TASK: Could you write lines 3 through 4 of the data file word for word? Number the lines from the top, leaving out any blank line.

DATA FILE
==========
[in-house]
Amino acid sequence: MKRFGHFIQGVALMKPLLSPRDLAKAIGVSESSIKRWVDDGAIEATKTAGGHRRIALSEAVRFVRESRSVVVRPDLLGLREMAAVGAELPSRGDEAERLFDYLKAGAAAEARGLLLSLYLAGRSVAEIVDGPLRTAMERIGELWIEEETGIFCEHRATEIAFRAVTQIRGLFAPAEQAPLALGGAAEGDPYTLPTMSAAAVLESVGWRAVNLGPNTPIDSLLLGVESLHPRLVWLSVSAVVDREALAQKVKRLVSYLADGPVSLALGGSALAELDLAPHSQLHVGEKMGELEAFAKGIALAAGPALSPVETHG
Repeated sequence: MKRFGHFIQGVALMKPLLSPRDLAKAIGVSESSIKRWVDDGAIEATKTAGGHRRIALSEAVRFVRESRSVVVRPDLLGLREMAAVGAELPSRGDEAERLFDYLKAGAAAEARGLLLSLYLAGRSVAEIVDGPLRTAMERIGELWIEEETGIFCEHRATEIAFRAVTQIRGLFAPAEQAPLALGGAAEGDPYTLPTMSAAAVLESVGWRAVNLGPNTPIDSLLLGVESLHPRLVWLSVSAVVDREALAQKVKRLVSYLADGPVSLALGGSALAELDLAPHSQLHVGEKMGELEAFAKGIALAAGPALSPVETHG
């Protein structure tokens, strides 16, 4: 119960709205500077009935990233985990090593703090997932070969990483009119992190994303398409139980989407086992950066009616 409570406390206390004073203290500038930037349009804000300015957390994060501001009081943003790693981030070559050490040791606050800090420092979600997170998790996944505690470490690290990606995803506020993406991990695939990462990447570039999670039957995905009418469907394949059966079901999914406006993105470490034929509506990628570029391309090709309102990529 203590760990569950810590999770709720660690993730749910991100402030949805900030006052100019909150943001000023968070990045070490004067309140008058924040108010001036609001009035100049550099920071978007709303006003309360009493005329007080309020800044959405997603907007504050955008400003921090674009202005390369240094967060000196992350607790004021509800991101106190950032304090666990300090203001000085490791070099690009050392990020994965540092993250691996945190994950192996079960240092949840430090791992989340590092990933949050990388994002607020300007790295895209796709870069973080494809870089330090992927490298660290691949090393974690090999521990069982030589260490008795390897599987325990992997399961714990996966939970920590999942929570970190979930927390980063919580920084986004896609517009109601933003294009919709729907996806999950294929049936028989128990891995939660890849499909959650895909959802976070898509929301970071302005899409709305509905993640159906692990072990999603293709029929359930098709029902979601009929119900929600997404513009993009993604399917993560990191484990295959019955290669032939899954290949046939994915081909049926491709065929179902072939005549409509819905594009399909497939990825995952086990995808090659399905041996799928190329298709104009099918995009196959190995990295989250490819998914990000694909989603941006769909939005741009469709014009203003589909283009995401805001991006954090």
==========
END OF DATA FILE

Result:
Repeated sequence: MKRFGHFIQGVALMKPLLSPRDLAKAIGVSESSIKRWVDDGAIEATKTAGGHRRIALSEAVRFVRESRSVVVRPDLLGLREMAAVGAELPSRGDEAERLFDYLKAGAAAEARGLLLSLYLAGRSVAEIVDGPLRTAMERIGELWIEEETGIFCEHRATEIAFRAVTQIRGLFAPAEQAPLALGGAAEGDPYTLPTMSAAAVLESVGWRAVNLGPNTPIDSLLLGVESLHPRLVWLSVSAVVDREALAQKVKRLVSYLADGPVSLALGGSALAELDLAPHSQLHVGEKMGELEAFAKGIALAAGPALSPVETHG
């Protein structure tokens, strides 16, 4: 119960709205500077009935990233985990090593703090997932070969990483009119992190994303398409139980989407086992950066009616 409570406390206390004073203290500038930037349009804000300015957390994060501001009081943003790693981030070559050490040791606050800090420092979600997170998790996944505690470490690290990606995803506020993406991990695939990462990447570039999670039957995905009418469907394949059966079901999914406006993105470490034929509506990628570029391309090709309102990529 203590760990569950810590999770709720660690993730749910991100402030949805900030006052100019909150943001000023968070990045070490004067309140008058924040108010001036609001009035100049550099920071978007709303006003309360009493005329007080309020800044959405997603907007504050955008400003921090674009202005390369240094967060000196992350607790004021509800991101106190950032304090666990300090203001000085490791070099690009050392990020994965540092993250691996945190994950192996079960240092949840430090791992989340590092990933949050990388994002607020300007790295895209796709870069973080494809870089330090992927490298660290691949090393974690090999521990069982030589260490008795390897599987325990992997399961714990996966939970920590999942929570970190979930927390980063919580920084986004896609517009109601933003294009919709729907996806999950294929049936028989128990891995939660890849499909959650895909959802976070898509929301970071302005899409709305509905993640159906692990072990999603293709029929359930098709029902979601009929119900929600997404513009993009993604399917993560990191484990295959019955290669032939899954290949046939994915081909049926491709065929179902072939005549409509819905594009399909497939990825995952086990995808090659399905041996799928190329298709104009099918995009196959190995990295989250490819998914990000694909989603941006769909939005741009469709014009203003589909283009995401805001991006954090």